Are Your Grandparents Cyber Secrured?

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Are Your Grandparents Cyber Secrured?

Regina Woodard

Summary: An ever-increasing percentage of seniors are getting online, whether it be on a traditoinal desktop computer, or a device such as a smartphone or tablet. Are they Cyber-Secured? Regina offers tips on how to keep our Grandparents safe while they are online, and communicating with family and grandkids on social media.

Author: exclusively for Assisted Living Directory

Regina is a contributor for Assisted Living Directory

October marks National Cyber Security Awareness Month and there’s a good reason to make sure that everyone in your family is being kept secure while surfing the Internet; especially for those grandparents who are navigating on the Internet for the first time.

Don’t look surprised; the latest Pew Research poll discovered that 43% of those 65 and older are now online and are using Research and Seniors using social mediasocial media to keep up with the kids, grandkids, and even great grandkids; this is a huge growth in usage compared to the 13% that were using it in 2009. For those baby boomers aged 50-64, their usage is now 60%, compared to the 7% that had been online and using social media in 2005.

Research and Seniors using social media

What does this mean?

It means that many baby boomers and seniors are using the Internet and using social media, including your parents or grandparents. If you’re a regular user of a computer and the Internet, you know that there are dangers out there, some that you may have encountered yourself when you first got online and those same dangers exist for those who are older and traversing the Internet for the first time, too.

What is Cyber Security Awareness?

This year marks the tenth anniversary of National Cyber Security Awareness Month and the entire month of October is devoted to helping the general public stay safe and secure when online; the continuing rise of technology within our daily lives has brought up many an issue when it comes to making sure that your personal and professional information isn’t floating about for anyone else to see. Social media networks, such as Facebook, Twitter, and Pinterest, are set up so that you are able to share information with family and friends, but this allowance can sometimes enter into the “too much information” phase, where everything about the last two seconds of your life is broadcasted for all to see.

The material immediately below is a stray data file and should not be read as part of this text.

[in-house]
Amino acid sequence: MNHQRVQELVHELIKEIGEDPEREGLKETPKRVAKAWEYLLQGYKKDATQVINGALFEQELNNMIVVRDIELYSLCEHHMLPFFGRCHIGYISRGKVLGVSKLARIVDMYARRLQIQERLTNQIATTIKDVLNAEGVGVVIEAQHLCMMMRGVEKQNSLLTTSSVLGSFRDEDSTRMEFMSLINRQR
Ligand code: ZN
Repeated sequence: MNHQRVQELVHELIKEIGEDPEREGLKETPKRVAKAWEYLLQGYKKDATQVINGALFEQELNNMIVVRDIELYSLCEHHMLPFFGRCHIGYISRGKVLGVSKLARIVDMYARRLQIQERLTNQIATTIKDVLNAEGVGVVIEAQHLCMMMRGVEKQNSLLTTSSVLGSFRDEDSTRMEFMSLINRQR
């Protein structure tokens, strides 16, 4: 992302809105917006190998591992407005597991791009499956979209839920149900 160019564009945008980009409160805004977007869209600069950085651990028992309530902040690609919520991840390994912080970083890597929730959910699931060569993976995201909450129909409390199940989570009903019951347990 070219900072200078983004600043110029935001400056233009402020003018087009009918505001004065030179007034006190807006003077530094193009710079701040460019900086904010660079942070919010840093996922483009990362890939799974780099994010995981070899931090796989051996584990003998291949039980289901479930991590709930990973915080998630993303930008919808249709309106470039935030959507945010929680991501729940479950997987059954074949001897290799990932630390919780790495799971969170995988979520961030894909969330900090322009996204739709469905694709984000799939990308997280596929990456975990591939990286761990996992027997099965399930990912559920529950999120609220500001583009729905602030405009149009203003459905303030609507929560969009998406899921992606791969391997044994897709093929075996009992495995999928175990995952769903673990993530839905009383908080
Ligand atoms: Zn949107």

For this year’s awareness month, mobile technology, workplace security, and cybercrime are the highlights being looked at, as well as the challenges that leaders and even the common person will experience in the next ten years.

Regina is a contributor for Assisted Living Directory

Seniors using a tablet for social media

Why Should You Be Cyber Aware?

When you hear about a grandparent stumbling across weird videos on YouTube or trying to figure out what their password is for their email, there is humor in these stories, but what these stories hide are the stories of seniors being taken advantage of when they surf online. Quick does your parent or grandparent know that when someone contacts them about a virus on their computer from another country that it’s a scam? Or what about those benign looking warnings that their computer is compromised?

Do they know what to do when they get an email from a Nigerian prince?

These are the dangers that many seniors and those younger encounter on a daily, even hourly basis. While you may know that a spam email asking you to send money to a “long lost relative” is a hoax, your parent or grandparent may not. These types of scam emails and calls can cost seniors hundreds and even thousands of dollars when they send checks or money orders to people they don’t know; this is even more problematic if the elder person is suffering from an illness like hearing loss or dementia.

That’s okay.

For those that are excited and interested, again it’s important that you be patient in teaching them the tips and tricks of using the Internet; you may be tech savvy or even an expert, but they aren’t, so make sure you’re explaining strange concepts such as browser, chat, IM, download, email, etc. If they’re very new to technology, an older computer that isn’t being used and can connect to the Internet can be a great starter; for many, a cheap or older tablet works too, as it allows for mobility instead of just sitting at a desk.

Help them navigate around the desktop/home screen, then let them try it themselves. Be sure to explain some of the common issues that can happen when online point out that they should never click a link in their email, especially one that asks for a password or social security number. If they only want to get online for social media, make sure you help them with their security settings; this is especially true of sites that may share photos or posts automatically (Facebook).

Side by Side

If possible, try to have a secondary computer with you while you’re helping your parent or grandparent. This way, they can see in action how a service works, such as email or Facebook. You can also show them how you have your computer or tablet set up, again keeping the words as non-technical as possible so they don’t get confused.

Most importantly, make sure that the experience is fun. Few people will enjoy being online if it seems too complicated or a hassle, however if you show your family member how fun, interesting, and even educational it can be, they will derive a better experience. Just be sure that you both take a break from technology every once in a while; though it’s great being connected through the computer, don’t forget to connect them off the computer, especially if you all live in the same city and state.

Resources National Cyber Security Month –

Pew Internet/Pew Research Center –

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